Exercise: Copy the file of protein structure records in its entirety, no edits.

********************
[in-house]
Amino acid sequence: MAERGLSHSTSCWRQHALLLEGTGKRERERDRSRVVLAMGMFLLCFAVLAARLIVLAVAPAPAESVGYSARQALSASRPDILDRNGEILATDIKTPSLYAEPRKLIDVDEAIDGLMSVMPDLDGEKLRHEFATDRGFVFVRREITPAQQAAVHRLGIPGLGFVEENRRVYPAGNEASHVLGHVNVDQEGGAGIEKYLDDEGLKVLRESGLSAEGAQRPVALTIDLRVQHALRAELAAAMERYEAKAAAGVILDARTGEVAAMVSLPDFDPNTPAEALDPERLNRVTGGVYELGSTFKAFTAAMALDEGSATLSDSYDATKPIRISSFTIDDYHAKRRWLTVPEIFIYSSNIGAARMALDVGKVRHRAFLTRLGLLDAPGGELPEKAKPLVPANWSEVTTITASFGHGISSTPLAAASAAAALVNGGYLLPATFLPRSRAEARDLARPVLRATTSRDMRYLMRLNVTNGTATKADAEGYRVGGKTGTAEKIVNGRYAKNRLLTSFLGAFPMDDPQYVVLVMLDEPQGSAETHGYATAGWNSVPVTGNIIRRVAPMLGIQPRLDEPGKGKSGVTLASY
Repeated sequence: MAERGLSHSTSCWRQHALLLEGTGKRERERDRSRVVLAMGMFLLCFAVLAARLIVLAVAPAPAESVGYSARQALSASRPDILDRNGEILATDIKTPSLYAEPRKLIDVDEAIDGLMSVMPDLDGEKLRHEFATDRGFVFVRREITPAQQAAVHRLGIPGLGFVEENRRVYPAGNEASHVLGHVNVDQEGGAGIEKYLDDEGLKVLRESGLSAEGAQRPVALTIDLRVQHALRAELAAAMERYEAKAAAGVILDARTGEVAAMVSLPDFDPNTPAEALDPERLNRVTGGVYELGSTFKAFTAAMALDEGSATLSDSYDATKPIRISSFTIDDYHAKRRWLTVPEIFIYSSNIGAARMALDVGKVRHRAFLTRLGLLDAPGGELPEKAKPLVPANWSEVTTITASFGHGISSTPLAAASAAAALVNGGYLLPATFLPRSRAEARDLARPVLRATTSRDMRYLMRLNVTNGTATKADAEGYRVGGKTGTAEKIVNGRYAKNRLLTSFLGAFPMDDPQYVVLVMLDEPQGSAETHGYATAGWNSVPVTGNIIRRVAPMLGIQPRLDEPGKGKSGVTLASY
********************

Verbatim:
[in-house]
Amino acid sequence: MAERGLSHSTSCWRQHALLLEGTGKRERERDRSRVVLAMGMFLLCFAVLAARLIVLAVAPAPAESVGYSARQALSASRPDILDRNGEILATDIKTPSLYAEPRKLIDVDEAIDGLMSVMPDLDGEKLRHEFATDRGFVFVRREITPAQQAAVHRLGIPGLGFVEENRRVYPAGNEASHVLGHVNVDQEGGAGIEKYLDDEGLKVLRESGLSAEGAQRPVALTIDLRVQHALRAELAAAMERYEAKAAAGVILDARTGEVAAMVSLPDFDPNTPAEALDPERLNRVTGGVYELGSTFKAFTAAMALDEGSATLSDSYDATKPIRISSFTIDDYHAKRRWLTVPEIFIYSSNIGAARMALDVGKVRHRAFLTRLGLLDAPGGELPEKAKPLVPANWSEVTTITASFGHGISSTPLAAASAAAALVNGGYLLPATFLPRSRAEARDLARPVLRATTSRDMRYLMRLNVTNGTATKADAEGYRVGGKTGTAEKIVNGRYAKNRLLTSFLGAFPMDDPQYVVLVMLDEPQGSAETHGYATAGWNSVPVTGNIIRRVAPMLGIQPRLDEPGKGKSGVTLASY
Repeated sequence: MAERGLSHSTSCWRQHALLLEGTGKRERERDRSRVVLAMGMFLLCFAVLAARLIVLAVAPAPAESVGYSARQALSASRPDILDRNGEILATDIKTPSLYAEPRKLIDVDEAIDGLMSVMPDLDGEKLRHEFATDRGFVFVRREITPAQQAAVHRLGIPGLGFVEENRRVYPAGNEASHVLGHVNVDQEGGAGIEKYLDDEGLKVLRESGLSAEGAQRPVALTIDLRVQHALRAELAAAMERYEAKAAAGVILDARTGEVAAMVSLPDFDPNTPAEALDPERLNRVTGGVYELGSTFKAFTAAMALDEGSATLSDSYDATKPIRISSFTIDDYHAKRRWLTVPEIFIYSSNIGAARMALDVGKVRHRAFLTRLGLLDAPGGELPEKAKPLVPANWSEVTTITASFGHGISSTPLAAASAAAALVNGGYLLPATFLPRSRAEARDLARPVLRATTSRDMRYLMRLNVTNGTATKADAEGYRVGGKTGTAEKIVNGRYAKNRLLTSFLGAFPMDDPQYVVLVMLDEPQGSAETHGYATAGWNSVPVTGNIIRRVAPMLGIQPRLDEPGKGKSGVTLASY